Kaifeng

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Kaifeng

(kī-fŭng), city (1994 est. pop. 535,300), NE Henan prov., China, on the Longhai RR. It is a commercial, agricultural, and industrial center. Manufactures include agricultural machinery, zinc, textiles, fertilizer, chemicals, and processed foods. The Huang He (Yellow River), just to the north, has frequently flooded the city. Kaifeng has often been a major center of Chinese political and cultural life. Founded in the 3d cent. B.C., it was, as Bianliang, capital of the Five Dynasties (906–59) and then capital of the northern Sung dynasty (960–1127). Zoroastrians worshiped there, and in the 12th cent. a Jewish colony was established. The city fell to the Mongols in the 13th cent. Kaifeng was the provincial capital until superseded (1954) by Zhengzhou.

K’aifeng

 

a city in eastern China, in the province of Honan on the Great China Plain just south of the Huangho. Population, 289, 000 (1959). The city is a transportation junction. Its industries include machine-building, chemicals, textiles (cotton), and food. There are numerous institutions of higher learning. K’ai-feng is one of the oldest cities in the country; from 960 to 1127 it was the imperial capital. The city is laid out in a rectangle, enclosed by a fortified wall with four gates. There are remains of a 12th-century palace and the 13-tier T’ieh-Ta Pagoda (the “Iron Pagoda,” 1041), as well as the Honan provincial museum.

Kaifeng

a city in E China, in N Henan on the Yellow River: one of the oldest cities in China and its capital (as Pien-liang) from 907 to 1126. Pop.: 810 000 (2005 est.)
References in periodicals archive ?
K'ai-feng is represented as a metropolis bustling with sound and color, and a citizenry exuberant and insouciant, totally given to the pleasure of the senses.
Nearly all of them were taken forcibly to the Jurchen home base in the north along with other spoils of war when the main force of the conquerors withdrew from K'ai-feng.
Right after the winter solstice of the previous year the K'ai-feng prefect had a decorated scaffold erected opposite Hsun-te Hall of the palace compound.
Sure enough, just forty years after Ssu-ma Kuang's death, the Jurchen soldiers were at the gates of K'ai-feng.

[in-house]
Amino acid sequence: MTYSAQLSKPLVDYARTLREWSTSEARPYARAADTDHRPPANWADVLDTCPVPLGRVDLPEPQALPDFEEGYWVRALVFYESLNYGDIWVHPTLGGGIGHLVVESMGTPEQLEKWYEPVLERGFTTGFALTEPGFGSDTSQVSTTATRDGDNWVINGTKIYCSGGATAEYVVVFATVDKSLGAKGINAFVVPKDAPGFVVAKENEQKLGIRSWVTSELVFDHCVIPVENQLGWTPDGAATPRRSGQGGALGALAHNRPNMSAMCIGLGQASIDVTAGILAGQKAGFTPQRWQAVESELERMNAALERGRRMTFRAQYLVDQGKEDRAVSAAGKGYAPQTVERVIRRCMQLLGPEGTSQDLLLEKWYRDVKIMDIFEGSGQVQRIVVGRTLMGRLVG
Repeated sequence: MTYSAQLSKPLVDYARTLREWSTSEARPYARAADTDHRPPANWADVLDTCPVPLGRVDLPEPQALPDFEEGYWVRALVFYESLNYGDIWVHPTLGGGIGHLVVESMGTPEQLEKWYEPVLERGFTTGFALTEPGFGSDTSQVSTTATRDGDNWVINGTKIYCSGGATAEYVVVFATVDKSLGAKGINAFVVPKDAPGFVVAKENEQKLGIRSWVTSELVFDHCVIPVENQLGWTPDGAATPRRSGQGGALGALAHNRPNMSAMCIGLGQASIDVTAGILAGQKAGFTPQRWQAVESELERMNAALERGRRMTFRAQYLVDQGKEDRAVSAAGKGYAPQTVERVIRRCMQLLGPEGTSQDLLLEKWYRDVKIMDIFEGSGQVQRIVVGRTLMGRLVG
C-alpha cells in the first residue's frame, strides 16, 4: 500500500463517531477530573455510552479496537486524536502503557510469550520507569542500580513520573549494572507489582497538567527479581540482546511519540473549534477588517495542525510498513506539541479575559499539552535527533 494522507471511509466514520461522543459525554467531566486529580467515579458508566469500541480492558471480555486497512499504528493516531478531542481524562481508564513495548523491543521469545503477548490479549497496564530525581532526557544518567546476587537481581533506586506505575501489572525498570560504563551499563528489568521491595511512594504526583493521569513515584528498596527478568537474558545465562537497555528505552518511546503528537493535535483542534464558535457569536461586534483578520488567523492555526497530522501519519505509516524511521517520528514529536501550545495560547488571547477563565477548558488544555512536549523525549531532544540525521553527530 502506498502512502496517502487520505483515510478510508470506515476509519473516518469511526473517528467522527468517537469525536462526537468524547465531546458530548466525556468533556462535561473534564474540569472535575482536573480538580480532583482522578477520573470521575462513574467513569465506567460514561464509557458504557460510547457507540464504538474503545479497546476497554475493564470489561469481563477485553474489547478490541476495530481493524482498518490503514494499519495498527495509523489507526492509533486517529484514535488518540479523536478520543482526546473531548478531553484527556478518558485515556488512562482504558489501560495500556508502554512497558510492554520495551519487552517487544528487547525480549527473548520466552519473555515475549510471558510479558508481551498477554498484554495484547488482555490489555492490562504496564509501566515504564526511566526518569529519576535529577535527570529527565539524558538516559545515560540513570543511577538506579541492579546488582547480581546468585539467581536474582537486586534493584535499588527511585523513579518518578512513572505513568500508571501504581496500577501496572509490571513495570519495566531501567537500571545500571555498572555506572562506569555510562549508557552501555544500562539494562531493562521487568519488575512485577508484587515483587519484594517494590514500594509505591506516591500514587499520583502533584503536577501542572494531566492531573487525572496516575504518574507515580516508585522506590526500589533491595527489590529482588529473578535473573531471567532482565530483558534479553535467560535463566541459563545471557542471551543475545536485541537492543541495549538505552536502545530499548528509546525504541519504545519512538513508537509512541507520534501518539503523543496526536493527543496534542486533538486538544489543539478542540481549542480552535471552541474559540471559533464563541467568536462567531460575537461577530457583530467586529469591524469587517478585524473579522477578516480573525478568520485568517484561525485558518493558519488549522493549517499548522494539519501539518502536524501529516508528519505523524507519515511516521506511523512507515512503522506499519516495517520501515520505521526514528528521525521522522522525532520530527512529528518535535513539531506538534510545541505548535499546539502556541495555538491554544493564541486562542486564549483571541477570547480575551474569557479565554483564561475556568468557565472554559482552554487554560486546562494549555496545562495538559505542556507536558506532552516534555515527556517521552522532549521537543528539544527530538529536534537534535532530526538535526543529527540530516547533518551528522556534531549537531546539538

The illusion of timelessness of life in K'ai-feng is carefully maintained in the text by the unobtrusiveness of the narrator and by the refusal to state or even hint anywhere in the book--except in the Preface--that great changes have taken place.
In contrast to other reminiscences of K'ai-feng written by Meng Yuan-lao's contemporaries, in poetry and in short essays, Tung-Ching meng hua lu employs no double frames of time or a multiple perspective except in the Preface.
Had Meng Yuan-lao chosen to narrate just a few vignettes of life in K'ai-feng by adopting the format of pi-chi (collection of miscellaneous notes), he could have used the first-person narrative and related his own experience.
Without these innovations his remembrances of K'ai-feng could not have been registered so fully, with such color and vividness.
A connoisseur of popular literature and presumably a habitue of the fleshpots of K'ai-feng, Meng Yuan-lao must have heard the singing of such lyrics a thousand times.
He gives only the barest reference to the National University, and none whatever to its students, whose huge demonstrations and fervent protests during the crisis of 1126-27--at one time more than one hundred thousand citizens of K'ai-feng joined the students in blocking the palace gates--foreshadowed what was to come in Tiananmen Square in another capital.
We might also ask, Would he still have written a most memorable book about K'ai-feng had he learned to write a more classical prose and pursued a more conventional career?